Targets help define what ‘internationalization’ means

Answering calls from the top for internationalization, Western International is starting to develop a picture of what that would look like for the university.

In January 2011, Sociology professor Julie McMullin was appointed as special advisor to the provost (international education) with a mandate to write reports on international student recruitment, international learning and other matters related to international education. “As I was writing these reports,” she said, “a need (developed) to have an umbrella office at the university that would facilitate communication and coordination of international education.”

Currently under the purview of Janice Deakin, provost and associate vice-president (academic), the office is modeled after a similar body at the University of Alberta. A search for a full-time vice provost (international) is underway, as McMullin – not in the mix for the position – serves in an acting role.

The office encompasses four international-specific portfolios – recruitment, student services, learning and relations. Out of these four areas, four priorities have emerged, each with specific targets for improvement – or, in areas of current strength, targets to maintain the status quo – going forward:

Increase the university’s percentage of international undergraduate students

Western wants to push for a 90/10 per cent ratio of domestic to international undergraduate students, McMullin said. This academic year, incoming undergraduate students made up almost 7 per cent of new registrants.

With an initial target of 250, Western surpassed its 2011 goal of international undergraduate recruitment with 340 new registrants. The international office initially planned to increase the target by 50 students each year, with 400 international students registering in 2014. Because of positive current trends, a revised target of 500 new international students for 2014 has been set.

In order to meet revised recruitment targets, Western will work with all members of the community, not just Western staff, faculty, students, alumni and members of the board, McMullin explained.

“It’s a matter of trying to create different pathways to come to Western, like working with second-language providers, like CultureWorks and the (English as a Second Language program) at Fanshawe (College).”

She added developing relationships with international high schools across Canada and partnering with and training faculty who either came from abroad and are planning to visit their home country, or faculty who will be doing research abroad, will also help improve international student recruitment.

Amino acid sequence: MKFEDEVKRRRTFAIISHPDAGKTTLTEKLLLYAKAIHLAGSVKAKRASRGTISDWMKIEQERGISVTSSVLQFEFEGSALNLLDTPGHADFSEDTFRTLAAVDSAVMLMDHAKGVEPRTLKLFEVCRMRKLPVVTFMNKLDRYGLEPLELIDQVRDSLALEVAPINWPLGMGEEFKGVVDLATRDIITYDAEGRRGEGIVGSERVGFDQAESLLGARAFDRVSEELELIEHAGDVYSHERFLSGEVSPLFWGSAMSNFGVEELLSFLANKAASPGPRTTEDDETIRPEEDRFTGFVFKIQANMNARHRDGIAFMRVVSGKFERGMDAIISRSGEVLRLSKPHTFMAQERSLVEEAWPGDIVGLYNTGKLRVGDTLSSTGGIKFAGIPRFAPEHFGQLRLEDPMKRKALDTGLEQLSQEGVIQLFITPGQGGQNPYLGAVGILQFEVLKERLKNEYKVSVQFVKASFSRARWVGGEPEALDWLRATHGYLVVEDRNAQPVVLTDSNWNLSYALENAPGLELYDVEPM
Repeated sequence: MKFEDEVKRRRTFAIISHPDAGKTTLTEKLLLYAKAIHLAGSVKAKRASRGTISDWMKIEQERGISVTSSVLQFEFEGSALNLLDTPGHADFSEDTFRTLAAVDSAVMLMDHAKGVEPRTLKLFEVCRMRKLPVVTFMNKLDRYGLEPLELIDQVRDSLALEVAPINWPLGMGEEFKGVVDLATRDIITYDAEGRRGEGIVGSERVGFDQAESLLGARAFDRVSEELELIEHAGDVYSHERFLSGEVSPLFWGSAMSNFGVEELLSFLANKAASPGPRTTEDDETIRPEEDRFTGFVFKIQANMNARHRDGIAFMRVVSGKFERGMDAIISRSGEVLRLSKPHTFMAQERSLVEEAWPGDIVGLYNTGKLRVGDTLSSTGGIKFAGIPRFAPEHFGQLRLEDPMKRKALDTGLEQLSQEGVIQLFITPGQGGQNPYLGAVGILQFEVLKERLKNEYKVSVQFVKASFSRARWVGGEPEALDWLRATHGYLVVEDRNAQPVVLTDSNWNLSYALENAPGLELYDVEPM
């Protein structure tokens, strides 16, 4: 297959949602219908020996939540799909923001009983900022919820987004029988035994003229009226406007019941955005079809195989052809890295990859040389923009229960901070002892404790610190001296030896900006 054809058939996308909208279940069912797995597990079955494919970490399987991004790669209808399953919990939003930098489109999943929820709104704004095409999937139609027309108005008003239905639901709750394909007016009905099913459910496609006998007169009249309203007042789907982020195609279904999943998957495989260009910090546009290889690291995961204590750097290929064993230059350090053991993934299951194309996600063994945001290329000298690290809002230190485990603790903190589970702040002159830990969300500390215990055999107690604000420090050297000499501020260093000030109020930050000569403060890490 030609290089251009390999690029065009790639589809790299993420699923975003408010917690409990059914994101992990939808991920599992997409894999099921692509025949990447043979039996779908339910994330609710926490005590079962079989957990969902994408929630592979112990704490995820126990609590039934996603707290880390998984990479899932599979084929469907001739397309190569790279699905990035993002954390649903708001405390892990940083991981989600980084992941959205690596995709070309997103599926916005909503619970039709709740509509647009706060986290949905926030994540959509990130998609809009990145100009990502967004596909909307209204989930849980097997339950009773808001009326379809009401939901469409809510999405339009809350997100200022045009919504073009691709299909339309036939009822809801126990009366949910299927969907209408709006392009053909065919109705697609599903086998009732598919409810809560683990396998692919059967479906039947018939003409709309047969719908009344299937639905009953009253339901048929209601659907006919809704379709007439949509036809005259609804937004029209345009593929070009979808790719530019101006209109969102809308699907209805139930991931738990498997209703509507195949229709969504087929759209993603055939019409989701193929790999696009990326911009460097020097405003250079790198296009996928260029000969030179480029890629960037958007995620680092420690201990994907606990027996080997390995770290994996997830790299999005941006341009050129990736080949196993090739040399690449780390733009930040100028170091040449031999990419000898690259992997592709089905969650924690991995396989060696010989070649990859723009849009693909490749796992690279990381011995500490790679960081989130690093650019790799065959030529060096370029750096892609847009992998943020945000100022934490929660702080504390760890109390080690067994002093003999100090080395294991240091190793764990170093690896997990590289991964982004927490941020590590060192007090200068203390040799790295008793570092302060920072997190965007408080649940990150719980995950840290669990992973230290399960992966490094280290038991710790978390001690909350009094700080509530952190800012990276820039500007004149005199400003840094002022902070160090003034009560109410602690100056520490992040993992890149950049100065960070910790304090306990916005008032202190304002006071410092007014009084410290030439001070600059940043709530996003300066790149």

“International recruitment isn’t as easy as it sounds – students end up having questions about admissions and programs, so training faculty members is required,” McMullin said.

Western needs to take opportunities as they arise, she added, noting the countries currently focused include China, India and Nigeria because of their existing open doors.

It is also important to welcome international students and help them acclimate not just to Western, but Canada as well, McMullin said.

Establishing connections in the community and offering services and career development support through the Student Success Centre, Western can provide international students with the services they need to succeed, she explained, noting this approach will help maintain international student retention rates.

“The goal is to ensure that international students have the same first-to-second-year retention rates and four-year completion rates as domestic students.”

Maintain the current proportion of international graduate students

Roughly 20-22 per cent of current graduate students are international students, McMullin said, a number that needs to be maintained. Strategies such as a quicker application process will help steady this number.

Continue recruitment of international faculty

Western needs to continue to welcome and recruit international faculty, McMullin added, noting roughly 20 per cent of current faculty members have foreign citizenship and 41 per cent earned their highest degree abroad.

Increase opportunities for international learning for domestic students.

When it comes to international learning, Western already offers many opportunities for domestic students to participate in studies abroad. Possibilities of formal exchange, embedded studies abroad and internships can all be done for credit. Signing up for something like Alternative Spring Break or a summer program might not go toward a degree, but it will result in broader horizons, McMullin explained.

Staff and faculty need to work to make sure students see these as open doors, she said, adding the office is working to alleviate barriers such as financial difficulties when it comes to student participation in study abroad programs.

“We want to educate global-ready citizens,” McMullin said.

With participant numbers on the rise since 2005, the goal is to provide each student with the opportunity to engage in international learning. A short-term target of 10 per cent domestic student involvement has been set by the international office, with a target of 30 per cent in mind down the road.

It’s all about showing the world what Western has to offer and providing every student with the best experience possible, McMullin said.

“Western has the second-highest admittance average in Ontario and that bodes well for our reputation in terms of attracting the best and the brightest. And we provide students with such a great student experience. It’s not just the best domestic student experience; it’s the best student experience.